Attaboy, Rick Reilly, for your piece on the wimpy schedules that major colleges are playing (It Only Hurts For A Little While, Nov. 24). The Miami Hurricanes would be reduced to a tropical depression if they played LSU, Notre Dame, Penn State and Michigan on consecutive Saturdays.
This season's bowl matchup between Miami and Penn State will carry about as much weight in determining the "real" national champion as the cream-puff opponents these two sandbaggers have played this season. A playoff system is the only way to go.
Comstock Park, Mich.
I feel a flag should be thrown against you for roughing the Gators. True, Florida played Kent State and is dropping Miami from its schedule. But you failed to mention two important facts: Kent State was the Gators' homecoming game, for which everyone schedules a cream puff, and Florida is dropping Miami because the Southeastern Conference is expanding its required games from six to seven per season.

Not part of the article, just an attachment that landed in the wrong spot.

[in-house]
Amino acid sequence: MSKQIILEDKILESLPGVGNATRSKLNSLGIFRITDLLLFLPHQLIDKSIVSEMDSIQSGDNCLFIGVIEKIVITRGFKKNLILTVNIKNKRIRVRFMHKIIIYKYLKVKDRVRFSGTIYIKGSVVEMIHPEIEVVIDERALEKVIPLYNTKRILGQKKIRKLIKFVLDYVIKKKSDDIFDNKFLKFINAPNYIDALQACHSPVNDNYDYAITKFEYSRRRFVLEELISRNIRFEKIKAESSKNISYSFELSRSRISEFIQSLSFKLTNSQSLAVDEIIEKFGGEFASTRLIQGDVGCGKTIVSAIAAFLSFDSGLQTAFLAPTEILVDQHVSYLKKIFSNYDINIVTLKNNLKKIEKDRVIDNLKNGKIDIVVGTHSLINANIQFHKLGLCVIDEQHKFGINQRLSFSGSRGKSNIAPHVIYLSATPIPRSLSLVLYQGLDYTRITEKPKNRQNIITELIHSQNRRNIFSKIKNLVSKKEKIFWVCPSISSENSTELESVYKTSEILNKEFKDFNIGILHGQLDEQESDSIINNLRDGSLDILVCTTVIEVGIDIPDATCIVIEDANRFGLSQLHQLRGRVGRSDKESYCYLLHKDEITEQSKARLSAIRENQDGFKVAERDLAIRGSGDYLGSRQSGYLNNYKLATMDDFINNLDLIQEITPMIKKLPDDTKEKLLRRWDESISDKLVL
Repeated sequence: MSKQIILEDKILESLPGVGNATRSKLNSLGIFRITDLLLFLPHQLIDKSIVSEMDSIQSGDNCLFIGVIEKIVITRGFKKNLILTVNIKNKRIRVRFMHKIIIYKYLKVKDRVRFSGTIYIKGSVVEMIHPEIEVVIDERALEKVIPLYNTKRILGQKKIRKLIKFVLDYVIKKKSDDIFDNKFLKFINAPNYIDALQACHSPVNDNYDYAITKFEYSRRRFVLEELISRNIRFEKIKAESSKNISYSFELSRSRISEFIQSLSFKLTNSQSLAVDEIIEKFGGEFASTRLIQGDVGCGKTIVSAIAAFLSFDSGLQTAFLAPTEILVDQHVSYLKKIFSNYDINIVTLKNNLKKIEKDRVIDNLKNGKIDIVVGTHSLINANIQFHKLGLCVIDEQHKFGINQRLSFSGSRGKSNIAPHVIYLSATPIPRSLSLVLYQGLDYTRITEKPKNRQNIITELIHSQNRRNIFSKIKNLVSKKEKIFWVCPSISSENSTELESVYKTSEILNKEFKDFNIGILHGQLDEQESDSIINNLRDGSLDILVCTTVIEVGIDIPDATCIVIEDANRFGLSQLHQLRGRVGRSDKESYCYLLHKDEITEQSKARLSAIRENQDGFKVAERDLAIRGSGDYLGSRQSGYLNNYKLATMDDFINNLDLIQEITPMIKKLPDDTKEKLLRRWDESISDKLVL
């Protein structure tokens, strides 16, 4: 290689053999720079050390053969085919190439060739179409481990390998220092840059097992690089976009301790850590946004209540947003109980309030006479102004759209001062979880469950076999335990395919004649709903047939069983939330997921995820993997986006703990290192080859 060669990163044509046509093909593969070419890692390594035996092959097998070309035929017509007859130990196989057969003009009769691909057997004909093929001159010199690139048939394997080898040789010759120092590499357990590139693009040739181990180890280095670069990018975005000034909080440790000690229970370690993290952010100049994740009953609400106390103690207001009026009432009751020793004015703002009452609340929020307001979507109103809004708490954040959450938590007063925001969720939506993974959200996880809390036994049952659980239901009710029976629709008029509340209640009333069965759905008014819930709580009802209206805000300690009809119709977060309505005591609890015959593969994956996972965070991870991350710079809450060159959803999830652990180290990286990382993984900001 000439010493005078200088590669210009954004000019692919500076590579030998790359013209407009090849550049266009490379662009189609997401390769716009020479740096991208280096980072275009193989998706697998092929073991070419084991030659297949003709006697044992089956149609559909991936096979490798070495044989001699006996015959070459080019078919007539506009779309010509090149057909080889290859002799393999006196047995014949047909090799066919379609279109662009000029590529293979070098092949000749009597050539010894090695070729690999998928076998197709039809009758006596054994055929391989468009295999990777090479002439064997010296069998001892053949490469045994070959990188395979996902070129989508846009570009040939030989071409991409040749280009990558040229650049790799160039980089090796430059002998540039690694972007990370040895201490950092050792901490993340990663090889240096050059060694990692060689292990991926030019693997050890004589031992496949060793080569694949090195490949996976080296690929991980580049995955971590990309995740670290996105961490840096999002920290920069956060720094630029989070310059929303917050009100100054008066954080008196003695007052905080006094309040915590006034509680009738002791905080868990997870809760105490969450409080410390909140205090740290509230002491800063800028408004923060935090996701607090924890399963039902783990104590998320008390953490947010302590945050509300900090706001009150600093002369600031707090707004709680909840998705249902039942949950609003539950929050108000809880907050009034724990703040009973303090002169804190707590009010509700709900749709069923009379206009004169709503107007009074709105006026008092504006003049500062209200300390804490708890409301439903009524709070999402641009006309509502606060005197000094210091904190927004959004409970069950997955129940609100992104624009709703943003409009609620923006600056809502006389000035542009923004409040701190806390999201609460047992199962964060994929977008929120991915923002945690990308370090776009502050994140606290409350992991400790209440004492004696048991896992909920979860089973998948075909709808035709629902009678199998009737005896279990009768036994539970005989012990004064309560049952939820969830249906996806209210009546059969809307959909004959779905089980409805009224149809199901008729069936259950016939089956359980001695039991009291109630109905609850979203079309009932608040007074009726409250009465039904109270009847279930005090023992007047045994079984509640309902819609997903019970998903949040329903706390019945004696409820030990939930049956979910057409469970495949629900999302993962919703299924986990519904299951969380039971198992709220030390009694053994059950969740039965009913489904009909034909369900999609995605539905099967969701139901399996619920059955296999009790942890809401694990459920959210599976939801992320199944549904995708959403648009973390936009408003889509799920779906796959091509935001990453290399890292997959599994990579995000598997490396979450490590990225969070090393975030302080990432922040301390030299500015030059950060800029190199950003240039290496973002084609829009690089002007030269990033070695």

Since the SEC is surely one of the toughest conferences—if not the toughest—Florida's playing another SEC team could easily be considered an equal trade-off for dropping the Hurricanes.
After reading the story, I continued through the rest of the issue, certain that once again SI had touched the guilty consciences of the football pollsters.
Then what did my wondering eyes see but the SI Top 20, with Miami and Penn State right there at the top! Obviously, you guys don't subscribe to what you say.
Why don't you put some teeth into the vaunted SI mouthpiece?
PETER N. KAFKALAS
Reilly's criticism of Penn State for supposedly arranging a cream-puff schedule is nothing new. Pollsters all but ignored undefeated Nittany Lion teams in 1968, 1969 and 1973 for the same reasons.
But this time the jab is unwarranted. Where were the critics when Penn State went 6-5 in 1984, playing eight of the same teams on this year's schedule? Four of those '84 opponents went to bowl games—and that didn't even include Alabama.
Since NCAA football schedules are drawn up years in advance, it's ridiculous to hold Penn State accountable for the collapses of programs at Boston College, Pittsburgh, West Virginia, Syracuse and Notre Dame, all of which seemed fairly robust a few seasons ago.